It would be worth using a ladder to pick these, as enough for a few gallons of wine could be gathered quickly. The grapevine is on the lower limbs, close to the trunk. The hickory nuts appear plentiful this year, as well, so I’ll be returning to these trees later this fall.
Be Sure to Look Down, Too!
Perhaps the surest way to find wild grapes that are growing above your normal field of vision is to look on the ground. Birds, raccoons, and opossums enjoy wild grapes, too, and can be messy eaters!
Another benefit of looking on the ground for grapes is spotting late summer mushrooms. I found this one a few days too late to harvest, but I’ll know where to look next time!
Poisonous Look-alike to Wild Grapes
The obvious question is, are there any poisonous look-alikes to wild grapes? Really, there is only one—and I’ve never seen it growing around here in the Carolinas. You will need to be able to identify Canada Moonseed if it grows where you live. The seed is a very distinct shape and quite different from grape seeds. Learn more here and here.
Historic Uses for Wild Grapes
The grapes I’m harvesting are a variety of muscadine. The muscadine has a long history in the Carolinas and Virginia. The “mother Vine” in Duplin County is believed to be the oldest cultivated grapevine in North America, perhaps dating to an expedition by Sir Walter Raleigh in 1584.1)https://northcarolinahistory.org/encyclopedia/mother-vine/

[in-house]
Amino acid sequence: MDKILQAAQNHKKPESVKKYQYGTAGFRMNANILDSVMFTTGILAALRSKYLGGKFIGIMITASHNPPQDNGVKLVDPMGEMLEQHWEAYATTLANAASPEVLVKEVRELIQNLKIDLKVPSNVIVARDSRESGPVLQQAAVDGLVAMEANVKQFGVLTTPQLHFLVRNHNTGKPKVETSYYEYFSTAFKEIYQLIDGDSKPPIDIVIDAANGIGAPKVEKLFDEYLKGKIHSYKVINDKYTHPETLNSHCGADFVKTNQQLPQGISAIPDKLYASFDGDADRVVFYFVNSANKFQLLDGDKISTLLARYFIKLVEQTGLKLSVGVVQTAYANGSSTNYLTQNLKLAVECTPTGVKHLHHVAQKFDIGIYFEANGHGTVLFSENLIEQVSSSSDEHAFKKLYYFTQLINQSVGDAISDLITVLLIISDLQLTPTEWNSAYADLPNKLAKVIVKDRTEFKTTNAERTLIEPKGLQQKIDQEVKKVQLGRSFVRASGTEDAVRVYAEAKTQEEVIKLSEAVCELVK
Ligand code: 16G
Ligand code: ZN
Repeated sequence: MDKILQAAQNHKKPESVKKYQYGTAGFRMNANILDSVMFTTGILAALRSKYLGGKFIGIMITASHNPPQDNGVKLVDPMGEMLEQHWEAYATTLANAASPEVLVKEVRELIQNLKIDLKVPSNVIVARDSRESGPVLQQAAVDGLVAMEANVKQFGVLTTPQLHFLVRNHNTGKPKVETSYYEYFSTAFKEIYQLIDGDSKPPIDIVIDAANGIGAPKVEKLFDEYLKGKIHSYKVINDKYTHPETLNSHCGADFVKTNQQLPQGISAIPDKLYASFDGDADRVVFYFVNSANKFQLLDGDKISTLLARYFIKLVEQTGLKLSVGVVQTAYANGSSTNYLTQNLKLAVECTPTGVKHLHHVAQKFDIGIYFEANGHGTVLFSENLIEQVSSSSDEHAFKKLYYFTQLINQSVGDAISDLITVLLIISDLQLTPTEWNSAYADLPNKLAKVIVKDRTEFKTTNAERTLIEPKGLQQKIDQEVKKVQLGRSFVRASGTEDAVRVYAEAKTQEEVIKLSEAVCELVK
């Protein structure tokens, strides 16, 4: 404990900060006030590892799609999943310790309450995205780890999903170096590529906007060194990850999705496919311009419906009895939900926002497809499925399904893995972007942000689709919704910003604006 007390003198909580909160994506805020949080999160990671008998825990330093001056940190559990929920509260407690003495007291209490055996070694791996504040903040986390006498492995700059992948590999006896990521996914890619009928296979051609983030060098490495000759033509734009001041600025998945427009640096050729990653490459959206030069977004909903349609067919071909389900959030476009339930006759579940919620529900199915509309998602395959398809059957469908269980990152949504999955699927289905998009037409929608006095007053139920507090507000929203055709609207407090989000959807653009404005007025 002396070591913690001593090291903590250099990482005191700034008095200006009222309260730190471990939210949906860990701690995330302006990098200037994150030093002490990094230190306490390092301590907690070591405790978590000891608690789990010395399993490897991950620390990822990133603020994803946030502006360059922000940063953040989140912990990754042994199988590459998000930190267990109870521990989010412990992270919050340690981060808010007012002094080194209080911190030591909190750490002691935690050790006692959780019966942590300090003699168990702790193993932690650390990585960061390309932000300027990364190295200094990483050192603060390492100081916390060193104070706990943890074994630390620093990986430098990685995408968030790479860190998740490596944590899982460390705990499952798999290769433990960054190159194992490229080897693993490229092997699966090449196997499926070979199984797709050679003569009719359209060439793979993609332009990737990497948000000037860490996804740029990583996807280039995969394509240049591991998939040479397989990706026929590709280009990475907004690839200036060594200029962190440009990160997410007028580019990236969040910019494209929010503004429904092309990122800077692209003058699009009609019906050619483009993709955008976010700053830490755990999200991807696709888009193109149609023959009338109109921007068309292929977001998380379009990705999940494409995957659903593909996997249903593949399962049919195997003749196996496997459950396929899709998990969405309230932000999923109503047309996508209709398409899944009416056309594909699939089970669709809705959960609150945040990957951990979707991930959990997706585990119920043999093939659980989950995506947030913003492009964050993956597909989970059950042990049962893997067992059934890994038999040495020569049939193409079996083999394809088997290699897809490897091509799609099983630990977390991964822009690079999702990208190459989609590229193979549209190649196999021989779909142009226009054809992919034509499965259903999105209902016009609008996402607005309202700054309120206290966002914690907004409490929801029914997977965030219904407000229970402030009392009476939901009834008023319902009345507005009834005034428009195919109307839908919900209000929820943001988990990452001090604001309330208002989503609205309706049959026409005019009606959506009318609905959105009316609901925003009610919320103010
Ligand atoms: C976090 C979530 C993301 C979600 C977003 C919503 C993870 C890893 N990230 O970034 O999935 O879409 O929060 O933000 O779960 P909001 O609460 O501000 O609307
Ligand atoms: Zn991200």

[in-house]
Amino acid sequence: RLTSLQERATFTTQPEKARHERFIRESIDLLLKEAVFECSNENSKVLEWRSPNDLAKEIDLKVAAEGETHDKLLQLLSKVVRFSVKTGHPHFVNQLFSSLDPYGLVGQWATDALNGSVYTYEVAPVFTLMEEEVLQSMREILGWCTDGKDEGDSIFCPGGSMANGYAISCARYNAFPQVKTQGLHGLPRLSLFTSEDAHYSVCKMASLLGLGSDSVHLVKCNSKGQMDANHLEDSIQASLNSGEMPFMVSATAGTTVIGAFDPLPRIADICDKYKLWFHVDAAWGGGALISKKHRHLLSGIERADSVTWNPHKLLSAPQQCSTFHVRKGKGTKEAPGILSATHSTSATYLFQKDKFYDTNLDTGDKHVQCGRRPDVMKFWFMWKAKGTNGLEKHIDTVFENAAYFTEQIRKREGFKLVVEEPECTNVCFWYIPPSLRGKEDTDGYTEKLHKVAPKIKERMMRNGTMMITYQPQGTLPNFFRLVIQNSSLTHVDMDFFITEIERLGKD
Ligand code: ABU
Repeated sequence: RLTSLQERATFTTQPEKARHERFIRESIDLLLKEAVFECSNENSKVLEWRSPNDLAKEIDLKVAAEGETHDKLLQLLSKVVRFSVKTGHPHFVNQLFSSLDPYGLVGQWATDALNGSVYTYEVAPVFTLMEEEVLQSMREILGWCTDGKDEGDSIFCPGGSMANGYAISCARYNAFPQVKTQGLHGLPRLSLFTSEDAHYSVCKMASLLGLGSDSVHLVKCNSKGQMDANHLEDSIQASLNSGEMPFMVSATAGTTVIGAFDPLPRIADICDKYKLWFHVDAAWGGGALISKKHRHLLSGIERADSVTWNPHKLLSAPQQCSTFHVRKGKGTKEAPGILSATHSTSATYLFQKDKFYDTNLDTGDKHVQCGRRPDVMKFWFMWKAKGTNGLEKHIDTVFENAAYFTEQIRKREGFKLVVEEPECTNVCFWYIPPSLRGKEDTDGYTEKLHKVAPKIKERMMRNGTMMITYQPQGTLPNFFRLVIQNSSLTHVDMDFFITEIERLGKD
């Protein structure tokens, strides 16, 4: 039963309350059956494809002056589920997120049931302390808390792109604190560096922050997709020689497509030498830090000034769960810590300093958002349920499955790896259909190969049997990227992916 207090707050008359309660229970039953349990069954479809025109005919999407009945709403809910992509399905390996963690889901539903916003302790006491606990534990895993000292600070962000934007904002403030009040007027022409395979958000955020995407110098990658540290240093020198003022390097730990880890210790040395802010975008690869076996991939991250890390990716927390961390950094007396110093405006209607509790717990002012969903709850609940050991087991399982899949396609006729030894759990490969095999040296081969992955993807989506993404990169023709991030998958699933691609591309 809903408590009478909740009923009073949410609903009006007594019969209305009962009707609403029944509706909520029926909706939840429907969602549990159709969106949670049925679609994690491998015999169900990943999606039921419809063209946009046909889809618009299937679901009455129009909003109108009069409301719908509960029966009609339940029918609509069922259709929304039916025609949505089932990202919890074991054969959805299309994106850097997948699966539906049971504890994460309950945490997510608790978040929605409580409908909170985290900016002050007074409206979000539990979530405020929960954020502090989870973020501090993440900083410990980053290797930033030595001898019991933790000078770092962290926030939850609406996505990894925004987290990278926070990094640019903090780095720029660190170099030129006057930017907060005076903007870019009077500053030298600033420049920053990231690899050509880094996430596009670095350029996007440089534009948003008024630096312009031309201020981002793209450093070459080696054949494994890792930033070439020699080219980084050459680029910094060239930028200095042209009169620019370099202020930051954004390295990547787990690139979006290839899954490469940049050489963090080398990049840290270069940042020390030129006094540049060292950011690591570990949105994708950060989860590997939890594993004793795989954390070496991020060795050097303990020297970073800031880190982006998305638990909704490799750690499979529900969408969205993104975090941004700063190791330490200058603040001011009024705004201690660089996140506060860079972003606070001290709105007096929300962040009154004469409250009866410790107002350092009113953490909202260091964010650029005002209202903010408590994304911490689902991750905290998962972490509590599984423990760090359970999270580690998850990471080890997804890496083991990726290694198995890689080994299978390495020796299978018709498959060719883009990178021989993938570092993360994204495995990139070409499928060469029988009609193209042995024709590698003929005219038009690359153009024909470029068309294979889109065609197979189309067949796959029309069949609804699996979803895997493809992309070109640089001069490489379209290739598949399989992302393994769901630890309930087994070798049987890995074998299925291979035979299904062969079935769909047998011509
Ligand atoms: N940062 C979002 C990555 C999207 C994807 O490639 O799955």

The muscadine and its lighter-skinned variant, the scuppernong, became big agricultural business in North Carolina following the Civil War. A small community called Vineland grew up around grape culture and shipped those grapes all over the nation via railcar. These grapes were used primarily to make wine. Prohibition and the Temperance movement put an end to this business, and the town no longer exists (it was absorbed into Whiteville, NC).
That our wild grapes were once so commonly used for wine makes it strange that so few people realize that you still can make excellent wine with wild grapes. Although I hesitate to mention his name, one of America’s leading writers and bloggers on foraging and wild foods stated flatly that it is impossible to make good wine with wild grapes.
I maintain that any fault lies with the winemaker and not the wine. I agree that many commercial muscadine wines are far too sweet. However, the winemaker can influence the wine tremendously by fermenting the juice on or off the grape skins, managing sweetness and acidity, the choice of yeasts, the temperature at which the wine is fermented, etc.
My grandfather made a wonderful, dry but slightly sweet, madeira-style wine from his muscadines—but table wines can be red or white, dry or sweet, or in between … very much to your taste.